Last semester, we learned that the subjunctive mood can be used either in independent clauses or dependent clauses. While the latter follows the sequence of tenses and wholly depends on a main clause for context, the former uses subjunctives in standalone sentences. The one independent use of the subjunctive that we learned about last semester was the deliberative subjunctive, which we use to indicate a deliberation about a question. For example, quid dīcam? “What should I say?”
To this, we will add two more independent uses of the subjunctive: the optative and the potential. (The remaining three independent uses of the subjunctive [jussive, hortatory, negative prohibition] are all covered in the module on orders.)
The optative subjunctive expresses a wish. This wish could express something that the speaker hopes will happen in the future or something that the speaker wishes happened in the past (but didn’t).
Optative subjunctives are often introduced by an adverb like utinam (“if only,” “would that”, “I wish that”). Optatives are negated by utinam nē or simply nē (“if only … not”, “would that … not”, “I wish that … not”).
Wishes for a future action are indicated with the present subjunctive and are translated with the auxiliary verb “would [verb]”:
Wishes for a present action that is not coming to fruition are indicated with the imperfect subjunctive and are translated with the auxiliary verb: “were [verb]ing”:
Wishes for a past action that did not come to fruition are indicated with the pluperfect subjunctive and are translated with the auxiliary verb “had [verb]ed”!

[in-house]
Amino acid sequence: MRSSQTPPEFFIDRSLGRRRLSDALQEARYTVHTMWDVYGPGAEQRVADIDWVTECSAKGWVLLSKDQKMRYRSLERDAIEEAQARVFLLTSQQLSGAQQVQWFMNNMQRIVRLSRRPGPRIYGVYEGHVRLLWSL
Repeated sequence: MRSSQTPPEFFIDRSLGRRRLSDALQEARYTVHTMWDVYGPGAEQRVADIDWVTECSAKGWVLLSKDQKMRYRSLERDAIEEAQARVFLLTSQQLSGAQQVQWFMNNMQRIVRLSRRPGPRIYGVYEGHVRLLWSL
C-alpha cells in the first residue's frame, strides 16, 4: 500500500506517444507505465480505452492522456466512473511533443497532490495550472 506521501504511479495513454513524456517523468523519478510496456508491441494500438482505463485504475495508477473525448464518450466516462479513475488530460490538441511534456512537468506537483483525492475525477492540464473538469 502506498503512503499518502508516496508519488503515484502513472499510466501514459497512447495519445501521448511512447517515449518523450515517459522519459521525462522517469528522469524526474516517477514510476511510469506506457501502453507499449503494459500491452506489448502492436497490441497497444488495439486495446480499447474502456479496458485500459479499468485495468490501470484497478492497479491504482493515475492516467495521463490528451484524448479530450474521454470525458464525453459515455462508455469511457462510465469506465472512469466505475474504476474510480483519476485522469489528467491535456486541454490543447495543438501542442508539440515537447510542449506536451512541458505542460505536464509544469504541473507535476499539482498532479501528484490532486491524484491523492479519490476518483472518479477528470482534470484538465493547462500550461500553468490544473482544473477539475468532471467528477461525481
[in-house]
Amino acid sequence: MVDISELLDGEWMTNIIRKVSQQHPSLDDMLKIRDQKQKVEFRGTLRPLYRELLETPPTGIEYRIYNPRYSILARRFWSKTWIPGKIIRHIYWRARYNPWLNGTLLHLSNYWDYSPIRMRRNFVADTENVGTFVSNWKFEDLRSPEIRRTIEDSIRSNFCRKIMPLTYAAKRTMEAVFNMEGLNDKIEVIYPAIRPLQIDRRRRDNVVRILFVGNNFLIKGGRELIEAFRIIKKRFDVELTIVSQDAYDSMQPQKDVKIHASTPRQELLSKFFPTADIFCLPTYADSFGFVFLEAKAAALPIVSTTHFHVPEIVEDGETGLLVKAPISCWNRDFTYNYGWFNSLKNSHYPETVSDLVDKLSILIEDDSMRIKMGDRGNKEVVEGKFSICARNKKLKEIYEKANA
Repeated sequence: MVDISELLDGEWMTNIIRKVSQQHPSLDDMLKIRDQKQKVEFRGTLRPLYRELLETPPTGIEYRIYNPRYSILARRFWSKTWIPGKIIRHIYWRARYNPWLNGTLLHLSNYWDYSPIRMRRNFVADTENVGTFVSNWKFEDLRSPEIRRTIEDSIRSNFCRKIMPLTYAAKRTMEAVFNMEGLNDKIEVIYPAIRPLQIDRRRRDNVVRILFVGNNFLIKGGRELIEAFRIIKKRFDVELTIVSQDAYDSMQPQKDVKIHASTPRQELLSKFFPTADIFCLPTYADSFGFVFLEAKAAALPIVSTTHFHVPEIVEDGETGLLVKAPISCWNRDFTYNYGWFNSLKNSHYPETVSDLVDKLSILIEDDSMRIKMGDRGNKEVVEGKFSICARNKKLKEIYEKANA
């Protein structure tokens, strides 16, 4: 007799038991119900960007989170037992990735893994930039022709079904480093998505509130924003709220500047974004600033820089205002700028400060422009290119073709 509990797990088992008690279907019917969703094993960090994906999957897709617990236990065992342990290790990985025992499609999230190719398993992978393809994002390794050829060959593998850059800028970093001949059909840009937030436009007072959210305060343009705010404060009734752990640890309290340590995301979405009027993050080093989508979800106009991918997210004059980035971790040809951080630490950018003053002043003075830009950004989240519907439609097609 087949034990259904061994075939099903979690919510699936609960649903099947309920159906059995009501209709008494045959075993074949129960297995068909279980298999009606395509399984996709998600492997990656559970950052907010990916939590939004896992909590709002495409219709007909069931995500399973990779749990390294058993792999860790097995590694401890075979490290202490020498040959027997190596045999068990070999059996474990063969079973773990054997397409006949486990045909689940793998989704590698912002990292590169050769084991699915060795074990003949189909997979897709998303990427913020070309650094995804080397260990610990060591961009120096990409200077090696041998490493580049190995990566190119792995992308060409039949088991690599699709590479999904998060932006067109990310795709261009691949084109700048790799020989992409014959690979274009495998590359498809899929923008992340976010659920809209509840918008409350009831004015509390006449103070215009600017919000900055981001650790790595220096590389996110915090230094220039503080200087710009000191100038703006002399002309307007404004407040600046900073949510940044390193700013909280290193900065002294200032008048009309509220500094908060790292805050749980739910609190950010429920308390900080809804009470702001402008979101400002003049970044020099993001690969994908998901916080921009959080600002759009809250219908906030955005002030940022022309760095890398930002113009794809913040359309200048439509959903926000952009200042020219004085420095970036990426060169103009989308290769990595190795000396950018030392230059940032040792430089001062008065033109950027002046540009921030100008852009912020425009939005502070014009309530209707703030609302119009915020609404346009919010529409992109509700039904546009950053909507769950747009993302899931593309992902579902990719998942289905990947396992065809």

The potential subjunctive indicates something that may, might, could, or would happen, either in the future or the past, but it’s uncertain whether it will or did happen. If it were certain, then we could use the indicative mood. The subjunctive in this case adds that note of possibility.
To indicate a potential action in the future, Latin uses the present subjunctive or, rarely, the perfect subjunctive:
To indicate a potential action in the past, Latin uses the imperfect subjunctive. Note that although the translation sounds like a perfect tense, the Latin uses the imperfect:
Potential subjunctives are negated with nōn:
Sometimes, there will be signal words like forsitan (“perhaps”) or fortasse (“perhaps”, usually with indicative but sometimes with subjunctive) to indicate the presence of a potential subjunctive:
Often, the potential is used with verbs like volō*, nōlō, mālō, and possum:
Determine whether the following sentences contain a deliberative, optative, or potential subjunctive, and then translate.
utinam nē vincantur!
optative: “If only they wouldn’t be conquered!”
deliberative: “What should I have done?”
mīles domum nōn eat.
potential: “The soldier may not go home.”
agricolae omnēs discēdere forsitan incipiant.
potential: “Perhaps all the farmers might begin to depart.”
utinam is monstrum interfēcisset!
optative: “If only he had killed the monster!”
deliberative: “What should I think?”